A mass hamster cull in Hong Kong sparked fears among animal welfare groups on Wednesday that panicky people would abandon their pets after 11 of the rodents from one pet shop in the city tested positive for Covid-19.
The local Society for the Prevention of Cruelty to Animals (SPCA), which runs veterinary clinics, told Reuters it received “numerous” inquiries from worried pet owners, asking what to do about the latest scare.
“We urge the pet owners not to panic or abandon their pets,” SPCA said in a statement.
Scientists around the world and Hong Kong health and veterinary authorities have said there was no evidence that animals play a major role in human contagion with the coronavirus.
But having pursued a policy of zero tolerance for COVID-19, Hong Kong government officials took no chances after a series of recent infections with the Delta variant were traced back to a worker at a pet shop.
Hundreds of samples were collected from animals, including rabbits and chinchillas, but only the hamsters tested positive for COVID-19, resulting in officials giving orders for some 2,000 hamsters from 34 pet shops to be put down “humanely.”
SPCA listed ways to maintain strict personal hygiene for the safety of humans and animals.
“Never kiss your pets. Do not cough or snort at your pets. If you have symptoms of COVID-19, you should keep your distance from animals,” it said, stressing that owners handling animals should always wash their hands afterwards.
A hamster concern group, Life on Palm, said on Facebook it had also received around 100 inquiries regarding hamsters following the cull.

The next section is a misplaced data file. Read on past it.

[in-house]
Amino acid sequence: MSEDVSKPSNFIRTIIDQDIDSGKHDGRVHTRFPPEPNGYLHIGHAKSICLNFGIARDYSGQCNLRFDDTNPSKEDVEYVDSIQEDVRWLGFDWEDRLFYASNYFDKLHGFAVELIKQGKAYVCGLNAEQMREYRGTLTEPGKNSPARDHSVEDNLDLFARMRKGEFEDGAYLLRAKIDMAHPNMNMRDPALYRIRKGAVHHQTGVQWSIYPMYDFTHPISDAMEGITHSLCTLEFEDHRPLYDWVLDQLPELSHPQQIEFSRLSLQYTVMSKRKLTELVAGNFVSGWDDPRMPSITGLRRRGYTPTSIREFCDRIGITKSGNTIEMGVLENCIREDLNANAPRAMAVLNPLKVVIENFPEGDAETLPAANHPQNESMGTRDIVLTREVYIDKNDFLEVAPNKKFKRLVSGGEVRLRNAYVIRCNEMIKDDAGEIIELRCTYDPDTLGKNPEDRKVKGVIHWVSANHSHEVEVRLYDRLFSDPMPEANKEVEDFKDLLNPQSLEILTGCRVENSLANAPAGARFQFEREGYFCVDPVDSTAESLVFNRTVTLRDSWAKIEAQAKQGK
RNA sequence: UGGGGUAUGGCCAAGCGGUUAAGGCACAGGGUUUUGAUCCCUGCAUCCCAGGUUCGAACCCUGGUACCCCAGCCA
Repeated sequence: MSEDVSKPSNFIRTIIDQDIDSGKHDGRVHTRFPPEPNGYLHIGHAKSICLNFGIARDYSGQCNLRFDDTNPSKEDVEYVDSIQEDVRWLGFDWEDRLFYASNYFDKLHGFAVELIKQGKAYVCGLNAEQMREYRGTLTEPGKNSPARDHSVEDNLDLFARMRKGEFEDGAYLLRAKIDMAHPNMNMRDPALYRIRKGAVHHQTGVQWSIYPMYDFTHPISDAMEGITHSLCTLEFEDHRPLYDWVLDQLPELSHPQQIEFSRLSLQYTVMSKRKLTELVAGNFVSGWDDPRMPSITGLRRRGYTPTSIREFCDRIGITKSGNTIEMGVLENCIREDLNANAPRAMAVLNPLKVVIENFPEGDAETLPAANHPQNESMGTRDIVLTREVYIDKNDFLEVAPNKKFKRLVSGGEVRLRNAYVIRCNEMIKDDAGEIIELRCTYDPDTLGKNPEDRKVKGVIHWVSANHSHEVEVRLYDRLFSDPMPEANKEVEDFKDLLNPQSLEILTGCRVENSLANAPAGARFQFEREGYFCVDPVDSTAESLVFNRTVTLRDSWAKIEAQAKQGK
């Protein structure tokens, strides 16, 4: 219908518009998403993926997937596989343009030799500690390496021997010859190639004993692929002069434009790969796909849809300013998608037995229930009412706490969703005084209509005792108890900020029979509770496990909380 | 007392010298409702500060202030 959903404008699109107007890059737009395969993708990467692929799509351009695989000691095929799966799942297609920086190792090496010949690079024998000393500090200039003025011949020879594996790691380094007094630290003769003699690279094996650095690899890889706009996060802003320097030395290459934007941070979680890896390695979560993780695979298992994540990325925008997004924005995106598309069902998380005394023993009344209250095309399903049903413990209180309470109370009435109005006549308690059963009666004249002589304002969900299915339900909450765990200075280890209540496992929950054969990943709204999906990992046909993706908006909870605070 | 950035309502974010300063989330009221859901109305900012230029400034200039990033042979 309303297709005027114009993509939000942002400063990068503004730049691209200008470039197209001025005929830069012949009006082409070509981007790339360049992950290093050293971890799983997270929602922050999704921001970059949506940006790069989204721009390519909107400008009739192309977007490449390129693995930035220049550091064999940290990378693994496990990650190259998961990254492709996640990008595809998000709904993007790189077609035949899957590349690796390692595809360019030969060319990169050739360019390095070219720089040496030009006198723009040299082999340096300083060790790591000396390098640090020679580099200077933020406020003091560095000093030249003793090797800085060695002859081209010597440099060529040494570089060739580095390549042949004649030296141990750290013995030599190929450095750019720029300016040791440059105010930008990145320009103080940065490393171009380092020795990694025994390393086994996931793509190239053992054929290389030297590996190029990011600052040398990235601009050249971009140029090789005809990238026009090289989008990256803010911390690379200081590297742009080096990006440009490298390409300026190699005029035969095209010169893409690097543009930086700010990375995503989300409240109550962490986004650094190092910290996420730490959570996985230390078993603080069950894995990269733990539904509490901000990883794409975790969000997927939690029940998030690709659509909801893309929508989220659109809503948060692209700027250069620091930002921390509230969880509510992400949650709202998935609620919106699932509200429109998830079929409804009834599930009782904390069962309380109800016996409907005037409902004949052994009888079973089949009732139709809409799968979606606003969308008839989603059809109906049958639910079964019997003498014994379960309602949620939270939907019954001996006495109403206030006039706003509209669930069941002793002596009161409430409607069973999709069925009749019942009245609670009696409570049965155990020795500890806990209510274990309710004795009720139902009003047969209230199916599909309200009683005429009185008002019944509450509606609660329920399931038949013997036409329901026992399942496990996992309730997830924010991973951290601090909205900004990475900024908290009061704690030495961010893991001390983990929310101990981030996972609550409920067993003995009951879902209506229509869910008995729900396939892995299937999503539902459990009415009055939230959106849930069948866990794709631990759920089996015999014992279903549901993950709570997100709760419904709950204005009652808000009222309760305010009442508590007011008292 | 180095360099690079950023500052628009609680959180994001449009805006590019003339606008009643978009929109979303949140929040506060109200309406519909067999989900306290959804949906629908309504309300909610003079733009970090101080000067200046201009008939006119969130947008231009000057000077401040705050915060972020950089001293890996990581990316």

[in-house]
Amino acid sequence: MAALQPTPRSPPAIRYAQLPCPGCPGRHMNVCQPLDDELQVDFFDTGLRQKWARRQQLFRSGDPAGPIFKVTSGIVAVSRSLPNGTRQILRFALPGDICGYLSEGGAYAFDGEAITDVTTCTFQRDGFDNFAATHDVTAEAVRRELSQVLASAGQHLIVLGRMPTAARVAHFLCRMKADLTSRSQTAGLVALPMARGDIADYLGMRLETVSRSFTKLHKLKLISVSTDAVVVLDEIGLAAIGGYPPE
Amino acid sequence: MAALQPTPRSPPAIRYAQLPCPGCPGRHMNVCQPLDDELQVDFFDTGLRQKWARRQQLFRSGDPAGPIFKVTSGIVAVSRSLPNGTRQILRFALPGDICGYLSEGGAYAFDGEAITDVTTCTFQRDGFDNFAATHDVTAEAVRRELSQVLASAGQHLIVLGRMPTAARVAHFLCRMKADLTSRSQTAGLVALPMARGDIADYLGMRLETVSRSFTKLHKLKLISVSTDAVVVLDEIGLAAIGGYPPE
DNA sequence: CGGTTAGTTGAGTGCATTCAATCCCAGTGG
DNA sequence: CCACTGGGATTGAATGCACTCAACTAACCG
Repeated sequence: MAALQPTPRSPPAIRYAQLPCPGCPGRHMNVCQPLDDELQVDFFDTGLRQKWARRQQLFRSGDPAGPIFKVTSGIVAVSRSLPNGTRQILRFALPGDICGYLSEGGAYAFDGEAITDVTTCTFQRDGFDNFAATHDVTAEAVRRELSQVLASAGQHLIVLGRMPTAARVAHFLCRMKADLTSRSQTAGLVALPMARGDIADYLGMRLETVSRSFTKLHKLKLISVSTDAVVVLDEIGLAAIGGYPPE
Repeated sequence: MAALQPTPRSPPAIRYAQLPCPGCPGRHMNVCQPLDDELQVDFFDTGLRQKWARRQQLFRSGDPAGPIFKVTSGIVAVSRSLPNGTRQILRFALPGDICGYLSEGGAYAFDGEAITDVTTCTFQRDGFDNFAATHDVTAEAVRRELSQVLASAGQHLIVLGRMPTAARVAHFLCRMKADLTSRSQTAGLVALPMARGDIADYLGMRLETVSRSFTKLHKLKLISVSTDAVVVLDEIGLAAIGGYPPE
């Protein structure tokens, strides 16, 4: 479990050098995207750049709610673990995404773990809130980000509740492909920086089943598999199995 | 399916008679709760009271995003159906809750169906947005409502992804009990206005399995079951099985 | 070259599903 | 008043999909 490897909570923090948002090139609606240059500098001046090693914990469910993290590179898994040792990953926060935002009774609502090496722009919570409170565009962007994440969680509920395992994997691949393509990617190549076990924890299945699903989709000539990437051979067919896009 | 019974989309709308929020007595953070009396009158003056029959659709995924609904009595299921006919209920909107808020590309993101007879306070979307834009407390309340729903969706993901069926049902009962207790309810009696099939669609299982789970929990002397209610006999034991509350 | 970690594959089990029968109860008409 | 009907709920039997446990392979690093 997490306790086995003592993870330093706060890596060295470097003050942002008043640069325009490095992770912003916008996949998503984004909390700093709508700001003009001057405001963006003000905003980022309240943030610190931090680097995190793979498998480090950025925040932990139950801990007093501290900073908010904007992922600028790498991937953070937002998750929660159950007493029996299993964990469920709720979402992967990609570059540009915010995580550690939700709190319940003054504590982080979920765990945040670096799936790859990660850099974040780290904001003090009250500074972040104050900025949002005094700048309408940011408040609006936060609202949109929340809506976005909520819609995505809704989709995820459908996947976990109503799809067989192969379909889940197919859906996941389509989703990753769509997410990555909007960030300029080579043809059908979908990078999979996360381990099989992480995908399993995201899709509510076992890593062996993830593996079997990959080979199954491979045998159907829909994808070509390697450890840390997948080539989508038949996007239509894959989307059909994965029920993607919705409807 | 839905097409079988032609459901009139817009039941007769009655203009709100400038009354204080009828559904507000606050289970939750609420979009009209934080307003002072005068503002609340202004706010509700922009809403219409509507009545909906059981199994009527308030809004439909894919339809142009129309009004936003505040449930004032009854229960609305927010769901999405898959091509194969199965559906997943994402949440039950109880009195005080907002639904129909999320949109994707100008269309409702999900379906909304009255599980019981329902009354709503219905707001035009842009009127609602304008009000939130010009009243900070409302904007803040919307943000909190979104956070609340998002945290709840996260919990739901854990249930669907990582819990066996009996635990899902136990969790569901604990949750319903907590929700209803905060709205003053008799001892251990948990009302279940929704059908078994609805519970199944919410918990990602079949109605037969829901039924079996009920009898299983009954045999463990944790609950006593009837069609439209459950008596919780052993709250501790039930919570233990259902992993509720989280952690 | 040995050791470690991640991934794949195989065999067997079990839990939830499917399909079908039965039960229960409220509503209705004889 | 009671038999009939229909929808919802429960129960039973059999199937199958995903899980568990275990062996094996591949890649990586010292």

Justifying the government’s actions, Health Secretary Sophia Chan said on Tuesday she could not rule out any transmission possibilities.
Soon after, health workers in hazmat suits were seen walking out of pet shops around the city carrying red plastic bags into their vans.
Dozens of pet shops were asked to close, while imports and sales of small mammals were suspended. Buyers of hamsters after Dec. 22, 2021 were asked to hand them to authorities for culling and not leave them on streets.
It was unclear how many had been handed in.
A hotline for enquiries was set up, while some 150 of the pet shop’s customers were sent into quarantine, officials said.
Most Hong Kong newspapers featured pictures of people in hazmat suits in front of pet shops and illustrations of hamsters on their front page on Wednesday, with pro-Beijing Ta Kung Pao daily showcasing a tiny rodent inside a spiked virus particle.